During the 1980s, the importance of a constituent of DOM called dimethylsulphide (CH3)2S was realized. DMS is a gas found in solution near the sea surface.
The gas escapes from the ocean surface and it has been estimated that it accounts for as much as 25 per cent of the sulphur that enters the atmosphere. The exact process by which it is liberated remains unknown but it originates from dimethylsulphoniopropionate (DMSP) found in many marine algae, both seaweeds and phytoplankton, where it performs various roles in metabolism. DMSP released directly from plants into seawater is somehow rapidly converted by free-living bacteria into DMS. Digestion of plant material by animals such as copepods, also converts DMSP to DMS via bacteria living in the gut.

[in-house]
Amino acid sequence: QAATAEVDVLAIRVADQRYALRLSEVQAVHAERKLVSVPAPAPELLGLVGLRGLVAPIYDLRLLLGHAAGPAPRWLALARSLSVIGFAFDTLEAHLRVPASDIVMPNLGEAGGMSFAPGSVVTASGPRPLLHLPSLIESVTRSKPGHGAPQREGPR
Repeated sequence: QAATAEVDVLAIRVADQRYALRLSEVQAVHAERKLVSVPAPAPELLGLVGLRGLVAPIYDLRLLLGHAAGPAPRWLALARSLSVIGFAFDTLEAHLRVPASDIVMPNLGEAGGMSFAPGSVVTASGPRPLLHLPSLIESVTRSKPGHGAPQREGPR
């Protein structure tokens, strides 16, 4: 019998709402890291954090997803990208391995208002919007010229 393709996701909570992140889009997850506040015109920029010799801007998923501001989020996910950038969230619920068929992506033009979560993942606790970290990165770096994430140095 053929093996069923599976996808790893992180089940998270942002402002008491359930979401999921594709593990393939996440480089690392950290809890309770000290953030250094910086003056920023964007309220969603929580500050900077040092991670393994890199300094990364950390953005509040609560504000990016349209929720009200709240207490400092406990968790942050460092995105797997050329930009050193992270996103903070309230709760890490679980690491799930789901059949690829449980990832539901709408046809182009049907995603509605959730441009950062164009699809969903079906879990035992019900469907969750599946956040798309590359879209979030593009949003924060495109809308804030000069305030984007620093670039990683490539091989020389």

DMS released into the atmosphere is oxidized to sulphur dioxide, which may result in the acidification of rain. Airborne sulphate ions (SO4=) are also produced and these, often in combination with atmospheric ammonia, are a major consituent of the tiny particles known as cloud condensation nuclei. Water condenses on these particles and clouds are built up. Thus the metabolism of marine phytoplankton, by producing DMS in the ocean surface, is thought to be linked with cloud formation which in turn affects the radiative (heat) balance of the atmosphere. This simplified account of a complex series of interactions provides another example of intricate connections between the activities of marine organisms and world climate. This is discussed further in Section 10.2 in the context of global warming. Recent experiments also suggest that some seabirds such as petrels may be able to smell DMS given off by phytoplankton as this is eaten by the krill on which the birds feed.
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